The Ticks’ Picnic

If you go up to the Moor today
You may not come home alone,
If you’ve been up to the Moor today
You’d better check skin and bone,
Cos every tick that ever there was
Is gathered there for no good because
These days are the days the Ticks
Are having their picnics.

Picnic time for tiny ticks
And all the bigger ones,
Are waiting with empty tums.
They cling to tips of waving grass
Watching for us, the feast, to pass.
As we go brushing by they jump
And creep, tip-toed, right up our trunk,
To find a cosy secluded spot,
Then stick in that mouth tube they’ve got,
Cos these are days the Ticks
Are holding their picnics.

If you go down to the woods today
Tuck your trousers into your socks,
Cos that’s the way to stop their play–
Creating some Tick road-blocks.
Cos every Tick that ever there was
Is gathered there for no good because
These are the days the Ticks
Are hungry for picnics.

Picnic time for hungry Ticks –
When you get home at night,
(Cos you wont’ve felt them bite),
Make sure there’s no one hiding there,
In crease or cranny or hair,
And ask a dear friend who’s kind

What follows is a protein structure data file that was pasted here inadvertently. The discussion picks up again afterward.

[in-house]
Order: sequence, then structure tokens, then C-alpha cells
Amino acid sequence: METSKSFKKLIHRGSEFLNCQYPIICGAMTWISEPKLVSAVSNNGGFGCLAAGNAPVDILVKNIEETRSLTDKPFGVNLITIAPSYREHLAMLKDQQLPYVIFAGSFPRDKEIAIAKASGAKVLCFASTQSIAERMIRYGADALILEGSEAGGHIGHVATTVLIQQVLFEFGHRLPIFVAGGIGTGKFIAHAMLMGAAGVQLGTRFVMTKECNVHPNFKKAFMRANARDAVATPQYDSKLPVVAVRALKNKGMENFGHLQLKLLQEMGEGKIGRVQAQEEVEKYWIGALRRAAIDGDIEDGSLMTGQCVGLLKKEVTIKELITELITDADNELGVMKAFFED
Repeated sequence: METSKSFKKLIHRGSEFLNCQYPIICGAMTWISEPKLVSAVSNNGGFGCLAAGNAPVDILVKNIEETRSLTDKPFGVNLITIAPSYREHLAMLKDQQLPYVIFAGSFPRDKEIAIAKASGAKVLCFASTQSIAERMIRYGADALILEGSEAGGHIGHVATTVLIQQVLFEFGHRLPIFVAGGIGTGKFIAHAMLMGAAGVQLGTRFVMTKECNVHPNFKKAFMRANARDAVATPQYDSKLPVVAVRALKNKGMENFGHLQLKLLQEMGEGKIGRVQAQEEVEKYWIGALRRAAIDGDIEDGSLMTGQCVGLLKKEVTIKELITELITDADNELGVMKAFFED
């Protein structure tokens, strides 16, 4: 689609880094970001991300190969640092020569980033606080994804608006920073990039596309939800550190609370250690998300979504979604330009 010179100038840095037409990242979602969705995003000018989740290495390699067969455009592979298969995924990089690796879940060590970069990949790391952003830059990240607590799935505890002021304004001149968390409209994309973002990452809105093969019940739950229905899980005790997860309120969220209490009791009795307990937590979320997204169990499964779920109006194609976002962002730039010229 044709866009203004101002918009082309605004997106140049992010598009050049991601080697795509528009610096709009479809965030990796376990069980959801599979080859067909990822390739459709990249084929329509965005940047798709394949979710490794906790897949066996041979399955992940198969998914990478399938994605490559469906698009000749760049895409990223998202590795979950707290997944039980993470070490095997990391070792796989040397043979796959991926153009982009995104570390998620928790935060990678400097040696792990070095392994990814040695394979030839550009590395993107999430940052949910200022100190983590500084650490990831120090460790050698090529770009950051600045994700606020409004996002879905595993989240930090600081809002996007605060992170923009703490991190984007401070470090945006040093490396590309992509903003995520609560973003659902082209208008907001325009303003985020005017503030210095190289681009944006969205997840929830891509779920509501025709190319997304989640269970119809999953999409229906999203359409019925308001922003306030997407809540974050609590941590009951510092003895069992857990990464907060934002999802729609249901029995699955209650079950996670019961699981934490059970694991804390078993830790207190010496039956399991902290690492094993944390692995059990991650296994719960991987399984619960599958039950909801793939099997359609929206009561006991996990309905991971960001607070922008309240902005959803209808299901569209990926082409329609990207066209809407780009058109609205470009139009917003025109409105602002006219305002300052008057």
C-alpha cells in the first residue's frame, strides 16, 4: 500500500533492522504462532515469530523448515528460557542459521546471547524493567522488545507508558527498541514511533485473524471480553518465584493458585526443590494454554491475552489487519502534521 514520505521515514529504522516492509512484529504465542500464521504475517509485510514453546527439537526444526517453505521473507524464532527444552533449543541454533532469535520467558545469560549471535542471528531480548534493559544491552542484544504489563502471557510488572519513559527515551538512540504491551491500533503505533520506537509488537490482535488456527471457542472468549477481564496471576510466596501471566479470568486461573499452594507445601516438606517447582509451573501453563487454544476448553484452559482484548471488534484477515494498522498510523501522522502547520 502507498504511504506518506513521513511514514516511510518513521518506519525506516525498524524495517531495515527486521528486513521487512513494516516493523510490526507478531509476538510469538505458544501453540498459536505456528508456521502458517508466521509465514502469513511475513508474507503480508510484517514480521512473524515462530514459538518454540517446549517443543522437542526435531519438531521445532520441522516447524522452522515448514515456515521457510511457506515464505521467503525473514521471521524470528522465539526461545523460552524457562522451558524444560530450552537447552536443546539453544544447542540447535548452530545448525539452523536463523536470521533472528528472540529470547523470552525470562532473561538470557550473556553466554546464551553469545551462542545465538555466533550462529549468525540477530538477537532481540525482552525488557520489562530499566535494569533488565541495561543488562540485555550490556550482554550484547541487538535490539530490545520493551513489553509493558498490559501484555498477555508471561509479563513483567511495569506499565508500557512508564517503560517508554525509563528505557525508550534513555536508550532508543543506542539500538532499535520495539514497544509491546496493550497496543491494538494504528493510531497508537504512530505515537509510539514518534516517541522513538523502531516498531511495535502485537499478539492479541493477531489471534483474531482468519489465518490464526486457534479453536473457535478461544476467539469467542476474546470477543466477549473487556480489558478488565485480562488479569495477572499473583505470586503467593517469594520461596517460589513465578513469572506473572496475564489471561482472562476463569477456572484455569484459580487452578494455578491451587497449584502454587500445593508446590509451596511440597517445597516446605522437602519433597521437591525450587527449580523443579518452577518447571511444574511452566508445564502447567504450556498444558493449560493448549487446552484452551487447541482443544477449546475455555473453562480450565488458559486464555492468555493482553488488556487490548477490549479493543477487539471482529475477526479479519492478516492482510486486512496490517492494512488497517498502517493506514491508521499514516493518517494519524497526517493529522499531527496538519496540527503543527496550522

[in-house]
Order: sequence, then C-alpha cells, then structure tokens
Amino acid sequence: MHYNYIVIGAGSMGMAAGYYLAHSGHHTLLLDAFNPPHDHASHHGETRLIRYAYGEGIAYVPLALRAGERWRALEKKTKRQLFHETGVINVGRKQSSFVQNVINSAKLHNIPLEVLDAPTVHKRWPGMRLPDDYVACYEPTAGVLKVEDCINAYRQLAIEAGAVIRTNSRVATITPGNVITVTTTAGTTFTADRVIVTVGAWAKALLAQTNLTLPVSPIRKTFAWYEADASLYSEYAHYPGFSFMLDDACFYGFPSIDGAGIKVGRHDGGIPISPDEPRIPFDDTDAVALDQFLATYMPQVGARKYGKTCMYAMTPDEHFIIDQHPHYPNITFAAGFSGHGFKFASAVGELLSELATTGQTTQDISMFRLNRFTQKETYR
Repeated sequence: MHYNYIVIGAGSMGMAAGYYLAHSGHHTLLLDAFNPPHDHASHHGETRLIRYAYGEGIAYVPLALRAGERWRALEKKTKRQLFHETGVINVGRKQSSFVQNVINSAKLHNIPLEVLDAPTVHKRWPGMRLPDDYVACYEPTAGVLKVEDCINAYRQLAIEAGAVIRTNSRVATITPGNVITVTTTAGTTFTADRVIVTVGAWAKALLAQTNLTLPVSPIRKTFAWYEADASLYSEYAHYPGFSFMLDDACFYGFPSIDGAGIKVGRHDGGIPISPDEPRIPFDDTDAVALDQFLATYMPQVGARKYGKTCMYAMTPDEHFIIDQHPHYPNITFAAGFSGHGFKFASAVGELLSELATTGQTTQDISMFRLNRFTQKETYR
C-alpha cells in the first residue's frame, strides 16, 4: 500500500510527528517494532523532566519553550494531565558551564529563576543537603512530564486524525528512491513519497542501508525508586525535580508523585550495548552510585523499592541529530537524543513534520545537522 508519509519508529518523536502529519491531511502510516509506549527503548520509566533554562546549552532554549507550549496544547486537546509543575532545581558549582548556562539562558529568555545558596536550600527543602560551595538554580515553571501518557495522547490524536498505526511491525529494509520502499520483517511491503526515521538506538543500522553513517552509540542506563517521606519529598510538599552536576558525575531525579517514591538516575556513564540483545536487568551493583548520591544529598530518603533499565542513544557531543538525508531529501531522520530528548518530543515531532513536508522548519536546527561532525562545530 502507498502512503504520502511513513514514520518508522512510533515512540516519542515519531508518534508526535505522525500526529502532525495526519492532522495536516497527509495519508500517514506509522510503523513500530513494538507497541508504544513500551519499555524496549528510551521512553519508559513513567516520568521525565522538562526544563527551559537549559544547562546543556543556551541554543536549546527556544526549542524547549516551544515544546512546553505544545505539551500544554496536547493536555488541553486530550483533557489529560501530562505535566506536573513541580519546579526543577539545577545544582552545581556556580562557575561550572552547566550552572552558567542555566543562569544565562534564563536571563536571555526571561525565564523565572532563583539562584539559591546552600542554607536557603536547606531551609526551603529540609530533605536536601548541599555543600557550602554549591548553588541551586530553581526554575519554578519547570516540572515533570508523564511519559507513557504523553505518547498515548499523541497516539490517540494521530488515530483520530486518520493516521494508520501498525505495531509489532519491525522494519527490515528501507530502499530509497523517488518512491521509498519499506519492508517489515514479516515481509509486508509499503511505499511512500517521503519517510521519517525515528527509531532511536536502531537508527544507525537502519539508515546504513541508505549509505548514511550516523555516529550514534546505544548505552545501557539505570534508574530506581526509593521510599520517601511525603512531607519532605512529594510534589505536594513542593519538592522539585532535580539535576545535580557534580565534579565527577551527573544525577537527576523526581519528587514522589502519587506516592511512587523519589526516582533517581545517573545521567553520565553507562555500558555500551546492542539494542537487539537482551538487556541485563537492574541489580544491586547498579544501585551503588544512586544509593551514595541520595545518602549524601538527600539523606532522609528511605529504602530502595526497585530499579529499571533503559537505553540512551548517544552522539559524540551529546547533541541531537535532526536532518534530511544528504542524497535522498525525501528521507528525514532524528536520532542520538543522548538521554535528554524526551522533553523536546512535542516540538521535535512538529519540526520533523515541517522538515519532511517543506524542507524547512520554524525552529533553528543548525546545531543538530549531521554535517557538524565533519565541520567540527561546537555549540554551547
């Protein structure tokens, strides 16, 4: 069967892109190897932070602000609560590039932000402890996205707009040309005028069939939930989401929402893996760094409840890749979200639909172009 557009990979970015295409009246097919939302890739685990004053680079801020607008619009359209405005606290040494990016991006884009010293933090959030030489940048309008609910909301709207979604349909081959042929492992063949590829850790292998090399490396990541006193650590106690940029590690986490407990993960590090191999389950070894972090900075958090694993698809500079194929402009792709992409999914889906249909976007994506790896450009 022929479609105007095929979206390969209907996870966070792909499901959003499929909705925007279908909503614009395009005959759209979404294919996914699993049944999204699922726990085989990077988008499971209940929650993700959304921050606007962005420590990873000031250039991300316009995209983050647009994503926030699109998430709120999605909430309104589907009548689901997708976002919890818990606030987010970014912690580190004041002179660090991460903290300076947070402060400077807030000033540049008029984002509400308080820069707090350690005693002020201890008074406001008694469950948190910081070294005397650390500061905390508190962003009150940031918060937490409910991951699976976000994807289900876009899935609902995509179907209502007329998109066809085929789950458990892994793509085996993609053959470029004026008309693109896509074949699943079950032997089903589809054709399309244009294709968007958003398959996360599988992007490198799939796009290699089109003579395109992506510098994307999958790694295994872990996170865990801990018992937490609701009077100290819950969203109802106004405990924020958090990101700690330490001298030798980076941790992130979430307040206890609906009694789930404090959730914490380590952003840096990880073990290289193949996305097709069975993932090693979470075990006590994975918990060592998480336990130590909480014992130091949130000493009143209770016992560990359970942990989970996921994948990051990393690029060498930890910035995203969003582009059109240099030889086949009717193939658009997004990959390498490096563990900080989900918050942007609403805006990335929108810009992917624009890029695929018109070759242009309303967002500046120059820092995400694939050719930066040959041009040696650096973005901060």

To thoroughly check you from behind,
Cos these are the ways the Ticks
Enjoy their picnics.

Picnic time is over, Ticks,
No oils, no fag ends,–don’t press them,
Cos they sick up their guts if you stress ‘em!
So get the tweezers or better, a Tick Remover,
Slide it in gently and do the manoeuvre –
A twist and a pull will get it out,
Then flush it away so there’s no doubt.
These are the ways to put an end
To their picnics.

If days or weeks later a “bulls-eye” rash
Should appear round the bite, then you must dash
Off to the doctor and get some pills,
As Lyme Disease has all manner of ills:
Like ‘flu and pains in joints and brain,
And all of your energy gone down the drain.
Yes, this is the daze the ticks can leave you in
After their picnics.

(c) Sally Willow